The Caverns of the Grave Ive seen

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Blake manuscript - Notebook - page 087

Edited text:[1][edit]


cxxix

1 The Caverns of the Grave I've seen,
And these I shew'd to England's Queen.
But now the Caves of Hell I view,
Who shall I dare to shew them to?
5 What mighty Soul in Beauty's form
Shall dauntless View the Infernal storm?
Egremont's Countess can controll
The flames of Hell that round me roll;
9If she refuse, I still go on
Till the Heavens & Earth are gone,
Still admir'd by Noble minds,
Follow'd by Envy on the winds,
13Re-engrav'd Time after Time,
Ever in their Youthful prime.
My Designs unchang'd remain.
Time may rage, but rage in vain.
17For above Time's troubled Fountains,
On the Great Atlantic Mountains,
In my Golden House on high,
There they shine Eternally.


MS. Book. p. 87, on same page as part of Blake's descriptive account of
his picture of 'The Last Judgment,' headed 'For the Year 1810 : Addition
to Blake's Catalogue of Pictures, &c.' Swinb. p. 55, WMR p. 170, EY iii.
74, WBY p. 140, all except Swinb. with title ' For a Picture of the Last
Judgment : Dedication.' WMR (p. 144) seems unaware that this poem
forms part of the MS. Book.
1 Caverns] Visions MS. Book 1st rdg. del. 3 But] And MS. Book 1st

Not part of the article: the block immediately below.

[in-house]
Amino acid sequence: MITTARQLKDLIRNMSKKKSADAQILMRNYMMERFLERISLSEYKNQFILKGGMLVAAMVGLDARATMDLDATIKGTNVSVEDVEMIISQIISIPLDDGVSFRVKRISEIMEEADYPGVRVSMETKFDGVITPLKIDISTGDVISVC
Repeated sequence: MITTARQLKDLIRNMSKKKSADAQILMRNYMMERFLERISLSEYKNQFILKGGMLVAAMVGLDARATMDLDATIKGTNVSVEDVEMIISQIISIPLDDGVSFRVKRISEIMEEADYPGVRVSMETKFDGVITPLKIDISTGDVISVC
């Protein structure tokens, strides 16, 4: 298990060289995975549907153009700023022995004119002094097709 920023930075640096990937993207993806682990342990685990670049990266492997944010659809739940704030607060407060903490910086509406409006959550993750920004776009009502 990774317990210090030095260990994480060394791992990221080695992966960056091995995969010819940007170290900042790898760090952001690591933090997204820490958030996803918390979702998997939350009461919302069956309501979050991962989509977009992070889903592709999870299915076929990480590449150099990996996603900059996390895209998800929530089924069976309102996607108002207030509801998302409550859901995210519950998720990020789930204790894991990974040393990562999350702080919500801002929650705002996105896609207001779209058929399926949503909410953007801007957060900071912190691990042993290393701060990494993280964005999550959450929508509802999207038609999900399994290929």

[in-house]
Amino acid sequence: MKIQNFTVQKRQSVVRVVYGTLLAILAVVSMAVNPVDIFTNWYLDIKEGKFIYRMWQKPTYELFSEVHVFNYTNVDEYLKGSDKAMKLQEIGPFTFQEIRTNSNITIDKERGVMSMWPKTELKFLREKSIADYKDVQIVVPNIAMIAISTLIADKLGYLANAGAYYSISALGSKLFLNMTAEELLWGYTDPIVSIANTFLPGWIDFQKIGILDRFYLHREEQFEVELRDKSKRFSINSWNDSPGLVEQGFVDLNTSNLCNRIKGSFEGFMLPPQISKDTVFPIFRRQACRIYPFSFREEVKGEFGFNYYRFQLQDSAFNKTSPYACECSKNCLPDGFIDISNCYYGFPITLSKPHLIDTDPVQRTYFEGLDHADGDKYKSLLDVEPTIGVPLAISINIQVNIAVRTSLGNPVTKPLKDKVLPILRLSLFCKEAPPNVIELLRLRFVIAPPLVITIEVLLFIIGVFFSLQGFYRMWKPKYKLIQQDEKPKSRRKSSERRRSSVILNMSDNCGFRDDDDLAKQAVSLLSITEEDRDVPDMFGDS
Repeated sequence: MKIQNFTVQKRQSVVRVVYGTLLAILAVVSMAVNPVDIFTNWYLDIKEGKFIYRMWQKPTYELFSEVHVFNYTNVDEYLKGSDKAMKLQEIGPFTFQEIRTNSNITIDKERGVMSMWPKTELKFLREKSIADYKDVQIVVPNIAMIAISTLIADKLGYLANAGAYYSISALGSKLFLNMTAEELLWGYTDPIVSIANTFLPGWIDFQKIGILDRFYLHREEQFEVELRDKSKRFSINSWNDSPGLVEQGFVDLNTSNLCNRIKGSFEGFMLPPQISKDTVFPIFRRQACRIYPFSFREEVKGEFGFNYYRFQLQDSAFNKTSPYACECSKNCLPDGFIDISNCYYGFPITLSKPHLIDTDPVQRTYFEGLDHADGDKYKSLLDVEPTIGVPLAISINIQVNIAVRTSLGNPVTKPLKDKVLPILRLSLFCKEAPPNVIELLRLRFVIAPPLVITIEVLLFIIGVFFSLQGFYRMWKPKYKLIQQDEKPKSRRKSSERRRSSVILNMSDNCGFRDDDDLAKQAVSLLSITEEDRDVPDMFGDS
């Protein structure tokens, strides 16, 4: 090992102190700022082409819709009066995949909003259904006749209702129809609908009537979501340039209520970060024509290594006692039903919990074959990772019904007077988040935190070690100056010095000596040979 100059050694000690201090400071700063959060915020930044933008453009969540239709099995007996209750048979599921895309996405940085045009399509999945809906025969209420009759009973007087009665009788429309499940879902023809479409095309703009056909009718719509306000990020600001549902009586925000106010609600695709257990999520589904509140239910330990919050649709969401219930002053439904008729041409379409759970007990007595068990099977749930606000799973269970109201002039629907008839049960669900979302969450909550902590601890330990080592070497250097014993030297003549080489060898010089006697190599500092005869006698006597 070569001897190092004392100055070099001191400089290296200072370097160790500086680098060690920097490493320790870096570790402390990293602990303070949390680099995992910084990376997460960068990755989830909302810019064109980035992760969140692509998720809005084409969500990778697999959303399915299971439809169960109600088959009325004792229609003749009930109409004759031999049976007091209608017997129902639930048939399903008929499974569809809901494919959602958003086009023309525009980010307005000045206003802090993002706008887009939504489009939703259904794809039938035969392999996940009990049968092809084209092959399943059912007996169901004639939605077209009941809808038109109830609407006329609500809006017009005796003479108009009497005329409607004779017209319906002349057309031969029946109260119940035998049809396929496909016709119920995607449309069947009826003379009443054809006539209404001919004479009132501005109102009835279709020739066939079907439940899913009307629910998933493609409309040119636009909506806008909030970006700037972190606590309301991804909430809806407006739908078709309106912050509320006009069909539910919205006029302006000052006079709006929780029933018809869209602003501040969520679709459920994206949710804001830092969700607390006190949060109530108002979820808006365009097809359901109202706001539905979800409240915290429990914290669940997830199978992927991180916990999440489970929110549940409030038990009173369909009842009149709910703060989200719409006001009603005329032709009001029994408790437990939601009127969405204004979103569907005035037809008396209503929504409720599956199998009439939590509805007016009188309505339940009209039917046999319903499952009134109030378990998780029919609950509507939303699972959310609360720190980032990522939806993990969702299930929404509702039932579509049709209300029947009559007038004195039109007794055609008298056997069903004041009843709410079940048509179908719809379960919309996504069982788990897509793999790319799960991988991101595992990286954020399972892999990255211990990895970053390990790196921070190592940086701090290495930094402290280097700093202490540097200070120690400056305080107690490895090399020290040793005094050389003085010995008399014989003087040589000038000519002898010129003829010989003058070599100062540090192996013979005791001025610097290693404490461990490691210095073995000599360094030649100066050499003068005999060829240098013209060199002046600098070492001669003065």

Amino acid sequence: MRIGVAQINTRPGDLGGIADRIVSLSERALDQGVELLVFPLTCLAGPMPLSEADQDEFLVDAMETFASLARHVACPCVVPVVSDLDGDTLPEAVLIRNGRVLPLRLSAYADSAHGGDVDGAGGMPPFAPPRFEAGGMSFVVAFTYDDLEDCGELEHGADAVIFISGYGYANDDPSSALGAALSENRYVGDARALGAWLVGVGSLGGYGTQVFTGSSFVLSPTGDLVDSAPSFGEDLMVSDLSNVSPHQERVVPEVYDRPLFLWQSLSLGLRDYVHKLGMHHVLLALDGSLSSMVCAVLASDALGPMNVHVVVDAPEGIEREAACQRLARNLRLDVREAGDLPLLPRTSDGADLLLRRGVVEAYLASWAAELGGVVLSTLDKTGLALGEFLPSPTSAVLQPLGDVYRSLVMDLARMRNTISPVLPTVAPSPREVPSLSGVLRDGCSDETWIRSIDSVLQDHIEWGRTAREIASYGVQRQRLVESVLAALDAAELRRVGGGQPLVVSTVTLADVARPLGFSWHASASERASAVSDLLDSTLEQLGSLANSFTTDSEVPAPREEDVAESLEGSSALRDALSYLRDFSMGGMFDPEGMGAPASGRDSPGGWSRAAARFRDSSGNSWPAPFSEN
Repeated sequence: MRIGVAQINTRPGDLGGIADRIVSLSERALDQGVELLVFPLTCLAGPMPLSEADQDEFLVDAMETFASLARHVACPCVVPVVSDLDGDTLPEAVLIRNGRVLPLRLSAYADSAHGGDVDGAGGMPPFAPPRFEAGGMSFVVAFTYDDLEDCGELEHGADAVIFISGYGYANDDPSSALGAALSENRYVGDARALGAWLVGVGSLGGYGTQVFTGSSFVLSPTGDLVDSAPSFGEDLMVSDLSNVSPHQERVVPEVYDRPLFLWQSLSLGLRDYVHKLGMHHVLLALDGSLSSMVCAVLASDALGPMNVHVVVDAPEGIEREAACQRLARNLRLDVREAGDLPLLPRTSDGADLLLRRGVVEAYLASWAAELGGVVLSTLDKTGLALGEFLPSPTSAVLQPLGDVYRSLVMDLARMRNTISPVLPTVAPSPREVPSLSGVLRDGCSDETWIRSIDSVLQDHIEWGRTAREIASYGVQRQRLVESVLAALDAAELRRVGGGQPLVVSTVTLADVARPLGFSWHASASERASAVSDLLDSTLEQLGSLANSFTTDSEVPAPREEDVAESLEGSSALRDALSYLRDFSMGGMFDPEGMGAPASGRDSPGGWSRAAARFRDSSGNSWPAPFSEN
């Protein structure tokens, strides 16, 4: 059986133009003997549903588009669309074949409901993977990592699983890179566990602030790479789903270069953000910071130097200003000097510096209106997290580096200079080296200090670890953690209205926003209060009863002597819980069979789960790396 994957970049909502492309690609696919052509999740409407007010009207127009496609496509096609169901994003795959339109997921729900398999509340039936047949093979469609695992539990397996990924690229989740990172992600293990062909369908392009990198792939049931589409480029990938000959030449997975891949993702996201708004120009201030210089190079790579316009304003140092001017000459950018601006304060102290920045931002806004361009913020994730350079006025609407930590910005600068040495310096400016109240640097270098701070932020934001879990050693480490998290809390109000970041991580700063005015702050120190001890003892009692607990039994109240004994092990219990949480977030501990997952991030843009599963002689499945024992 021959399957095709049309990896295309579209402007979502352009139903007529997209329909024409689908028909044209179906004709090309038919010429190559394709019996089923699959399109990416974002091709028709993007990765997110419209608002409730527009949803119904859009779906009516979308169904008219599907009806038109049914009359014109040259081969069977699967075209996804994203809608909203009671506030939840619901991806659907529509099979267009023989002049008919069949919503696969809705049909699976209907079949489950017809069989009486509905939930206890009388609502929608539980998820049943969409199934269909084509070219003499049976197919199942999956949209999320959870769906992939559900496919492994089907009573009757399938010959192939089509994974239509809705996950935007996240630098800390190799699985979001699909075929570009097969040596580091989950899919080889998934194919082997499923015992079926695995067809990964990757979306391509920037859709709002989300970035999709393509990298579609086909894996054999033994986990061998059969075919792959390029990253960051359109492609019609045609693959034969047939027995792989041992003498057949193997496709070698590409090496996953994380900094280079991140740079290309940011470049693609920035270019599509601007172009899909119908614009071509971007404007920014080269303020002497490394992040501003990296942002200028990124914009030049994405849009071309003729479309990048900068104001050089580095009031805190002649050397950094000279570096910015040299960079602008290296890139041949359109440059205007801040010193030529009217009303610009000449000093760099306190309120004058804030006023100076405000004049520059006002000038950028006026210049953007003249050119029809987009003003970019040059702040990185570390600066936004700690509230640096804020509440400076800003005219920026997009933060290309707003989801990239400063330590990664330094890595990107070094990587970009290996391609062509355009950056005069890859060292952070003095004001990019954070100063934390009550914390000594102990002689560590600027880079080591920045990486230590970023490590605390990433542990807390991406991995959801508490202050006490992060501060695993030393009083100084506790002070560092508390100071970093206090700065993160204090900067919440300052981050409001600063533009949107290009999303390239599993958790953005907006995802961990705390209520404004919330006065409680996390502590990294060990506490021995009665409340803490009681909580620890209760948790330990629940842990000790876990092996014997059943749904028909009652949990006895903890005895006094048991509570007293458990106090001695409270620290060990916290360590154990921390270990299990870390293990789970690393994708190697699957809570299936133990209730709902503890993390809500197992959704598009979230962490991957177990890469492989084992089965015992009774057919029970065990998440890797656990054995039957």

rdg. del. 4 Who] Whom WMR, EY, WBY. 6 daunt'ess] dare to
MS. Book 1st rdg. del. 7 can] dare MS. Book 1st rdg. del. 8 flames] doors ibid, ist )dg. del.
11 Noble] worthy ibid, 1si rdg. del. 15 unchang'd] shall still ibid. 1st
rdg. del.

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The original text:[2][edit]


*

The Caverns of the Grave Ive seen
And these I shewd to Englands Queen
But now the Caves of Hell I view
Who shall I dare to shew them to
5What mighty Soul in Beautys form
Shall dauntless View the Infernal Storm
Egremonts Countess can controll
The flames of Hell that round me roll
If she refuse I still go on
10Till the Heavens & Earth are gone
Still admird by Noble minds
Followd by Envy on the winds
Reengravd Time after Time
Ever in their Youthful prime
15My Designs unchangd remain
Time may rage but rage in vain
For above Times troubled Fountains
On the Great Atlantic Mountains
In my Golden House on high
20There they Shine Eternally

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Notes[edit]

  1. The poetical works of William Blake; a new and verbatim text from the manuscript engraved and letterpress originals; With variorum readings and bibliographical notes and prefaces, edited by Sampson, John, Clarendon Press Oxford 1905, c. 237-8.
  2. "The Complete Poetry & Prose of William Blake", ed. by David V. Erdman, Anchor Books, 1988, p. 480.

This work was published before January 1, 1924, and is in the public domain worldwide because the author died at least 100 years ago.